DIAGNOSING A PROBABLE CASE OF THYROID HORMONE RESISTANCE IN A RESOURCE-POOR SETTING
Keywords:Thyroid hormone resistance, hypothyroidism, levothyroxine, impaired sensitivity to thyroid hormone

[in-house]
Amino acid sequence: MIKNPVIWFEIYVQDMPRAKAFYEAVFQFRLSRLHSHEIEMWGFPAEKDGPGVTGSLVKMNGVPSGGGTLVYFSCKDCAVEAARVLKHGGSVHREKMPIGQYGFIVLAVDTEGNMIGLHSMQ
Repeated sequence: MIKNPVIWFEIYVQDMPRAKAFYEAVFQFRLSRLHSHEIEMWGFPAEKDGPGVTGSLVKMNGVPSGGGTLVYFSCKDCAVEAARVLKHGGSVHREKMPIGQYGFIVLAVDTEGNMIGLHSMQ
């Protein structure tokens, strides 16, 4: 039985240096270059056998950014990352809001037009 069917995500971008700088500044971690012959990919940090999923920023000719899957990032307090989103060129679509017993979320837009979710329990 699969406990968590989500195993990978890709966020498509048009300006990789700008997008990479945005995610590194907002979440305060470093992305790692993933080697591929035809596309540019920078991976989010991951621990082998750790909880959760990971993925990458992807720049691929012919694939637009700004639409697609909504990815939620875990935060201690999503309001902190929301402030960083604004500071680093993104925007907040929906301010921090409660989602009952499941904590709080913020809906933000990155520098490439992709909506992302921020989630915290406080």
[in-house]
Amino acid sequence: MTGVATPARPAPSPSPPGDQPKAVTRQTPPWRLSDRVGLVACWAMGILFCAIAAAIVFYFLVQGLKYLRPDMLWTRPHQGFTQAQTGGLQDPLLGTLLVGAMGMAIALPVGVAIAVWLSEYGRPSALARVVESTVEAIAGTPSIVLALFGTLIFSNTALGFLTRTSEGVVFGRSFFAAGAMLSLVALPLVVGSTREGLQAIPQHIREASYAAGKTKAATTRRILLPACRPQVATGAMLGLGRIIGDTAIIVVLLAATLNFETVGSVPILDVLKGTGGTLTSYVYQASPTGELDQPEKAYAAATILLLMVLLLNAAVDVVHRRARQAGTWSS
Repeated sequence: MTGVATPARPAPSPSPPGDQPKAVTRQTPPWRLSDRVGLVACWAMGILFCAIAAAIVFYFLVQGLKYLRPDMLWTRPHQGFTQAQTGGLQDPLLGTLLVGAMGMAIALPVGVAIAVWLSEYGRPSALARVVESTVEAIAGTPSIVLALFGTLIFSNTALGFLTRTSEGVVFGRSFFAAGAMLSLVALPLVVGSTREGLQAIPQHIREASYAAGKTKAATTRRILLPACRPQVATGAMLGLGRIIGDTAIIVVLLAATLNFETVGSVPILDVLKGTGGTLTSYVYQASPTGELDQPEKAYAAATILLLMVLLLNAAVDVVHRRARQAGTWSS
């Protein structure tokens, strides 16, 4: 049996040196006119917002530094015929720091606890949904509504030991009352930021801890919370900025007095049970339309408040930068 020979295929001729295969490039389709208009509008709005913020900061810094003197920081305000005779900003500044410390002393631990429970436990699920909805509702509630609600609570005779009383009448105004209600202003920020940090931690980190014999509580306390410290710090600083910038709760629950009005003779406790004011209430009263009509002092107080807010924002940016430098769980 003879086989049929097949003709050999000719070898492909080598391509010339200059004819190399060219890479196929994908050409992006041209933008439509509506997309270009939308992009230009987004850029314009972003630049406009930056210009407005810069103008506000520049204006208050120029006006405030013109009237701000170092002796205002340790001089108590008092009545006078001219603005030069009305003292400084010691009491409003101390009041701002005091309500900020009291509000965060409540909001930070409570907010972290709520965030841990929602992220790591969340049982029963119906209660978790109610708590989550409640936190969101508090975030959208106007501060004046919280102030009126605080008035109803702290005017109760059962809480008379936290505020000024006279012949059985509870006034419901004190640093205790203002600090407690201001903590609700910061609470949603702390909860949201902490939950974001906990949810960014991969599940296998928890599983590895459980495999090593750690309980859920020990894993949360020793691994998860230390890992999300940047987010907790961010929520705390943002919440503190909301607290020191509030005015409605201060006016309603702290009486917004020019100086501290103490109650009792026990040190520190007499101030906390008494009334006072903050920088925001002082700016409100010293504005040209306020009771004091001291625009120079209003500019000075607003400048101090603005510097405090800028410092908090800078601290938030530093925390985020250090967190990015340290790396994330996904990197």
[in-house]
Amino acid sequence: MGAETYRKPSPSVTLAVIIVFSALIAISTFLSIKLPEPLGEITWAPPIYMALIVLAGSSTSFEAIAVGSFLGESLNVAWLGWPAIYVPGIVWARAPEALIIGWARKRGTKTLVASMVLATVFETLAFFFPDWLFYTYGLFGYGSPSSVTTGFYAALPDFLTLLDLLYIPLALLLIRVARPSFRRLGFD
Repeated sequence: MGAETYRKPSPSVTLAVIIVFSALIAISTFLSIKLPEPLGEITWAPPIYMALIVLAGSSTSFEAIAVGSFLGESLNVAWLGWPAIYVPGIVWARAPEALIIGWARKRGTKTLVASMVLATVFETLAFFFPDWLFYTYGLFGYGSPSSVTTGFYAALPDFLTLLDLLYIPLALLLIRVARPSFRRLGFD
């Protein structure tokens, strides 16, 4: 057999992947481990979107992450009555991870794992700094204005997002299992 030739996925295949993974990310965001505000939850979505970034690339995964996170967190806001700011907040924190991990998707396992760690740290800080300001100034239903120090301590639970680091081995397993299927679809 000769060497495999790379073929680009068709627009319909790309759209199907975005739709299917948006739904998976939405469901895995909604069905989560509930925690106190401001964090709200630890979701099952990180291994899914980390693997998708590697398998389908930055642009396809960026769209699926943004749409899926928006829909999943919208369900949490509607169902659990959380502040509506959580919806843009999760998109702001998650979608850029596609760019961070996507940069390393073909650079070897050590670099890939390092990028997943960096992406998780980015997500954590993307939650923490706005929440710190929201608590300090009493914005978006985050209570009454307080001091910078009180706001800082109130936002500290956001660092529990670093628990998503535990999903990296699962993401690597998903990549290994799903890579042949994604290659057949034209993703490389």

Resistance to Thyroid Hormone (RTH) is a rare inherited condition usually caused by mutations of the thyroid hormone receptor beta (THRB), thyroid hormone cell membrane transporters, or thyroid hormone metabolism which can present as asymptomatic, hypothyroidism, or hyperthyroidism. The objective is to report a probable case of RTH presenting with hypothyroidism and to demonstrate the resilience in the diagnosis of endocrine disorders in resource-poor settings. A 23-year old University undergraduate presented with clinical features of hypothyroidism but elevated thyroid hormones and thyroid stimulating hormone (TSH): free T4=38 [normal range 10-24] pmol/L, free T3=11 [normal range 3-8] pmol/L, TSH=3.8 [normal range 0.5-5.0] mU/L; and normal brain MRI. A working diagnosis of RTH was made. Though there was no facility to test for THRB gene mutation, the positive family history of a similar pattern of thyroid function tests, made for a probable diagnosis of RTH, and she was empirically placed on a gradually increased dose of levothyroxine from 50 µg till resolution of symptoms was achieved and maintained 6 months later at 600 µg daily. At 10 months follow-up, the patient felt well with the resolution of symptoms and improved academic performance despite elevated thyroid hormones and unsuppressed TSH. The diagnosis of RTH requires a high index of suspicion, to enable early diagnosis, and prevent unnecessary invasive treatments. The treatment target should be the resolution of symptoms and signs and not normalization of thyroid hormone levels. This report also underscores the resilience that can be adopted in diagnosing and treating endocrine cases in resource-poor settings.
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